ADAMS: There is one truth about technology: “Today’s niche technology is tomorrow’s antique.” We just saw the Integrated Automated Fingerprint Identification System (IAFIS) replaced by Next Generation Identification (NGI) in September 2014, with multiple biometrics linked to fingerprints. Within the next five years, we will see the changing of the guard from traditional legacy DNA technology (capillary electrophoresis) to Next Generation Sequencing (NGS) technology; implementation of Rapid DNA technology; and the use of stable isotope analysis to complement NGS.

ETM: How can NGI help with identification?

ADAMS: In the field of human identification we are finding it necessary to confirm identification via multiple biometric markers. By biometrics, I am referring to machine-driven modalities of identification, free of human errors and opinions. NGI is a powerful and comprehensive technology that can identify individuals and fight identify theft, and I believe it will provide a dynamic and cost-effective means to assist death investigators with unidentified human remains.

ETM: And how will NGS technology help?

ADAMS: Currently, many medical examiners and coroners have unresolved cases when remains do not yield a DNA profile or only a partial DNA profile, using legacy DNA technology. NGS has been reported to be significantly more successful in obtaining viable profiles from degraded remains. NGS is reported to be able to provide (1) insight into the ethnicity of remains; (2) ability to distinguish between twins; and (3) more opportunity to identify cases involving incest. The National Institute of Justice recently awarded $800,000 to Battelle and several partners to help move NGS into mainstream law enforcement.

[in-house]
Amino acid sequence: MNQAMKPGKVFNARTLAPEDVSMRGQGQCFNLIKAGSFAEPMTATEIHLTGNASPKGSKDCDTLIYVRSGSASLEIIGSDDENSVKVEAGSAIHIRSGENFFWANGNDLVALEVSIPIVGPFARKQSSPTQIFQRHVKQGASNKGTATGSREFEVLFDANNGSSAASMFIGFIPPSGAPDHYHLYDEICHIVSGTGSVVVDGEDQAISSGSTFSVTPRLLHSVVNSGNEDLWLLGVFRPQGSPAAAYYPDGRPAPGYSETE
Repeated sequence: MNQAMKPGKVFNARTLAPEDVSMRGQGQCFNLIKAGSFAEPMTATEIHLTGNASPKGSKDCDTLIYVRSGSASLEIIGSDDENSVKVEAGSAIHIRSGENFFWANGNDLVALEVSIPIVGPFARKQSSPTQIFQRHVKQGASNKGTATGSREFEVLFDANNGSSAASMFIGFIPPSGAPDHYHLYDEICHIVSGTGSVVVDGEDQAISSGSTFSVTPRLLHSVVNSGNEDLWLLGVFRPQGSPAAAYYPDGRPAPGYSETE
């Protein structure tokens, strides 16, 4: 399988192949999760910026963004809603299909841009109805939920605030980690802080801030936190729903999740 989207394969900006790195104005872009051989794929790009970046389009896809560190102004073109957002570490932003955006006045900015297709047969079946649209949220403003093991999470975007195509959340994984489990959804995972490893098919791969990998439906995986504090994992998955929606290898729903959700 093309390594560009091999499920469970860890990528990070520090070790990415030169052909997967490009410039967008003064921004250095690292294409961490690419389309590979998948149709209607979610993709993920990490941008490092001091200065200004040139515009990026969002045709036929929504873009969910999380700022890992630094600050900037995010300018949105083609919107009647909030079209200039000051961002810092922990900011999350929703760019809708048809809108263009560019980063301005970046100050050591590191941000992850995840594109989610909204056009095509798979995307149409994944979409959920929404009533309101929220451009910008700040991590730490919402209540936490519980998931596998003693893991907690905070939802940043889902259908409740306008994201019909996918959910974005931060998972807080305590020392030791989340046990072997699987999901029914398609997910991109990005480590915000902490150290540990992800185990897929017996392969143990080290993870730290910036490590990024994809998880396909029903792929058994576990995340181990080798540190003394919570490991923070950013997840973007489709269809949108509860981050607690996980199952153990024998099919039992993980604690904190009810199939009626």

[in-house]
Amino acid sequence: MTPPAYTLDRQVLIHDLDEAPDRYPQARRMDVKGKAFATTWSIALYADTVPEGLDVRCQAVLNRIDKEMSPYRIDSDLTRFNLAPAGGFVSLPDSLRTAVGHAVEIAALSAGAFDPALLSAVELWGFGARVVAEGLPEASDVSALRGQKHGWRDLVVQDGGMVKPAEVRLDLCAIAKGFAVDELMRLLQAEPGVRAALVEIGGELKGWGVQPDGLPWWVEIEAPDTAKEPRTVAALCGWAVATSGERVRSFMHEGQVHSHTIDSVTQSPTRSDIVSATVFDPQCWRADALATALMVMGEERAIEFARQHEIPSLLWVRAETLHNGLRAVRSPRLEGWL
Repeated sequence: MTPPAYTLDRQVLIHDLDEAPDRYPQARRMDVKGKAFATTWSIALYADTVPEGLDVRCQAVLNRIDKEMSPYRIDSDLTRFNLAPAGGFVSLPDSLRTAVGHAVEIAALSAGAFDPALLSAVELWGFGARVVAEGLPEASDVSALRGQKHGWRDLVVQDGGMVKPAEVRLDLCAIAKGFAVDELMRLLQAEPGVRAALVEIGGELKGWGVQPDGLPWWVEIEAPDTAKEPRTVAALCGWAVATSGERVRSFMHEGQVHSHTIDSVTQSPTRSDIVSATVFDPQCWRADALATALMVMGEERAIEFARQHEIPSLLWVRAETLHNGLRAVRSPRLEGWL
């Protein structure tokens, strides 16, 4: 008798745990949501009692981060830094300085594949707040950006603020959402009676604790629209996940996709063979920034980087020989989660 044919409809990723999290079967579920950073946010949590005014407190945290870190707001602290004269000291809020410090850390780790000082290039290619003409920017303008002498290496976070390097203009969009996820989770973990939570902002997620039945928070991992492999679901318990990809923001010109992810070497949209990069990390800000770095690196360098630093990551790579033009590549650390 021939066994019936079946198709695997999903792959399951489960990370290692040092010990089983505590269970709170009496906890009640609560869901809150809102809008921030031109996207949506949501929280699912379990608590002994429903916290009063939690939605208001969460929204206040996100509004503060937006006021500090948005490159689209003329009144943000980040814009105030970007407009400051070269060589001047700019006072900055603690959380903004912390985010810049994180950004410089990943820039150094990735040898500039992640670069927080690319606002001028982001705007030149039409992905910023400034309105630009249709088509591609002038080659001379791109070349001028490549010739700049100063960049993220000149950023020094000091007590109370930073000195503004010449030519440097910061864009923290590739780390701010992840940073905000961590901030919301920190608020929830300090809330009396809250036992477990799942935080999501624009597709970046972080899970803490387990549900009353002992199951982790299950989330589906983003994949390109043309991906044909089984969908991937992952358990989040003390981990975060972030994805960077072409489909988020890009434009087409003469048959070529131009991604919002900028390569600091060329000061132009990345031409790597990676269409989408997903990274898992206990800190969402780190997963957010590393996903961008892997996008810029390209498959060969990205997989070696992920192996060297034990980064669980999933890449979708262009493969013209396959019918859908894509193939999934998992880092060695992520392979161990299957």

ETM: What potential do you see with Rapid DNA where death investigation is concerned?

ADAMS: Look for new studies to come out that explore the use of Rapid DNA on blood from crime scenes. However, its greatest power may actually center on death investigations for medical examiners, coroners, and funeral directors. In very short order, personnel can be trained to use Rapid DNA equipment and produce an allele report in less than 90 minutes. In fact, I was trained on Rapid DNA equipment and ran my own sample—which produced a concordant profile with a CODIS-eligible legacy DNA-generated profile, in under two hours—on the convention exhibit floor of the International Chiefs of Police Conference in San Diego. The power of Rapid DNA for medical examiners and coroners is to have the equipment in hand to confirm or eliminate a deceased individual in less than 90 minutes while the deceased’s family is waiting in the conference room. Funeral directors will now have positive confirmation that the body they are about to cremate is the person claimed.